They are often an essential part of the treatment process for people who are not yet ready to face the everyday stressors of life in recovery. Many individuals attempting to abstain from alcohol and drugs do not have access to appropriate housing that supports sustained recovery. Our study found positive longitudinal outcomes for 300 individuals living in two different types of SLHs, which suggests they might be an effective option for those in need of alcohol- and drug-free housing. Improvements were noted in alcohol and drug use, arrests, psychiatric symptoms and employment. Although criminal justice referred residents had alcohol and drug use outcomes that were similar to other residents, they had a harder time finding and keeping work and had higher rearrest rates. Areas for further research include testing innovative interventions to improve criminal justice outcomes, such as Motivational Interviewing Case Management (MICM) and examining the community context of SLHs.

Mental Health Services

Every Arizona sober living home has its consequences if the rules are broken. Some may have a process that will allow a relapsing individual to stay if they get back on track. Returning to the “old” world where a person’s addiction was rampant, with old friends who are still using, old places and circumstances that will sharply bring back old habits—can be a very frightening thing. Getting help for one’s addiction and struggling through the months of recovery is a huge ordeal in and of itself. Leaving the intense environment of treatment and going straight back to previous routines can be fatal—in more ways than one. Some red flags to watch for so that you don’t get lured in include being wary of coed housing.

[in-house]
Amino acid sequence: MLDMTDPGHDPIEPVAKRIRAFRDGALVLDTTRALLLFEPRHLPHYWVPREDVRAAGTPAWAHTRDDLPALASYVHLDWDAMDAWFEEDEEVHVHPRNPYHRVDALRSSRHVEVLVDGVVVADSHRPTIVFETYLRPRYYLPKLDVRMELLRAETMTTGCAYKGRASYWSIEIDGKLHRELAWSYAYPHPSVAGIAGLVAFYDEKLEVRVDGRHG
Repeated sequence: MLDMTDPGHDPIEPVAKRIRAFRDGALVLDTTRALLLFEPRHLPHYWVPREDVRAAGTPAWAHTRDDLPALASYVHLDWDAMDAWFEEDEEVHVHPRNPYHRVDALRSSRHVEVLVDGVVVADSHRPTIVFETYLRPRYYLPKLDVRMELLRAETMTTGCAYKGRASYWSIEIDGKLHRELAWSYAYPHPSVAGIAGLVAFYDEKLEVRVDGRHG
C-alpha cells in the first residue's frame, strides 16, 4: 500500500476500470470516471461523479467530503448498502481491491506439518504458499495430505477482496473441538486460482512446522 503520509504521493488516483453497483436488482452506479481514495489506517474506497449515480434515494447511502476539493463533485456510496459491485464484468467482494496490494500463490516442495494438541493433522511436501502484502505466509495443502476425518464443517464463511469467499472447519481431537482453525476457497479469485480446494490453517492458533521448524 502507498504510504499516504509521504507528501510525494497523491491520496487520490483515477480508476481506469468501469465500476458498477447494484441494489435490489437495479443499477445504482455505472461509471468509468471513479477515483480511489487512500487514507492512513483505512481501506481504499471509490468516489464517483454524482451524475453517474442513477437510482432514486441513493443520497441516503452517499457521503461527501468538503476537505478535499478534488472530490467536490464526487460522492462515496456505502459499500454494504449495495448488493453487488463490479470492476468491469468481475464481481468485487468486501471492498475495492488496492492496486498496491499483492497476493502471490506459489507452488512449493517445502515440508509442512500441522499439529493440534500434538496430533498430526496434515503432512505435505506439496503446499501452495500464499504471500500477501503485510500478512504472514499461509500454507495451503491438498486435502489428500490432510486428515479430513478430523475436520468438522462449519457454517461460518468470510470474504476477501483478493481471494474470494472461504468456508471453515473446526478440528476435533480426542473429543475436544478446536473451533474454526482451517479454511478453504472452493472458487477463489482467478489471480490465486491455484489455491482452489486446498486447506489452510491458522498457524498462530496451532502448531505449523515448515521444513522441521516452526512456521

The best place to start is usually just reaching out to a program you’re interested in and asking some questions. If they think you might be a good fit, they’ll likely ask you some of their own. You might be placed on a waitlist, as these tend to be in fairly high demand. A common house rule is curfew — you’ll have to be back home by a certain time each day. Addiction is very complex condition, and many people take different paths in recovery.4 Therefore, it may help to consult with a specialist familiar with your unique situation when making these types of decisions.


There is too much opportunity for distraction and bad things to happen. Your best bet is to look for a gender-specific sober home or at least one that houses men and women separately. The oft-cited average is between 166 and 254 days, which means about five and a half to eight and a half months. It’s less important to compare yourself to the average and more important to speak to the professionals you’re working with about what’s working for you.

is sober living a good idea

However, the differences between sober living homes go way beyond the type of residence. Residences can be very simple in style providing basic living facilities, to high-end luxury apartments. While every sober living home has their own set of rules, the ultimate goal of sober living is to provide a place removed from the temptations of the outside world. When fixated on the myth that all sober homes are in bad neighborhoods, the likely vision most individuals will have is that of a dilapidated house in need of dire repair. Although some homes may indeed require attention, the privatization of sober living homes has meant companies need to attract new patients to survive.

What kind of rules are in place at sober living homes?

We can help you learn more about the benefits of different types of addiction treatment and therapies and how to set yourself up for success in recovery. The Sober House Directory is a resource for people seeking sober housing. It’s a great online tool for discovering a sober living home that’s a good fit for you. In the event that Vanderburgh House does not meet your needs, we encourage you to have a look at this excellent resource for choosing a sober living facility.

  • These relationships are essential because they understand what you’ve been through.
  • You will have the independence to go out and find a job on your own, and take the steps needed to be successful in any job you pursue.
  • Picking the right sober home can literally be the difference between a relapse and sobriety, so it is really important to do your research and know where you are going.
  • The term sober living generally refers to living a drug-free and alcohol-free lifestyle.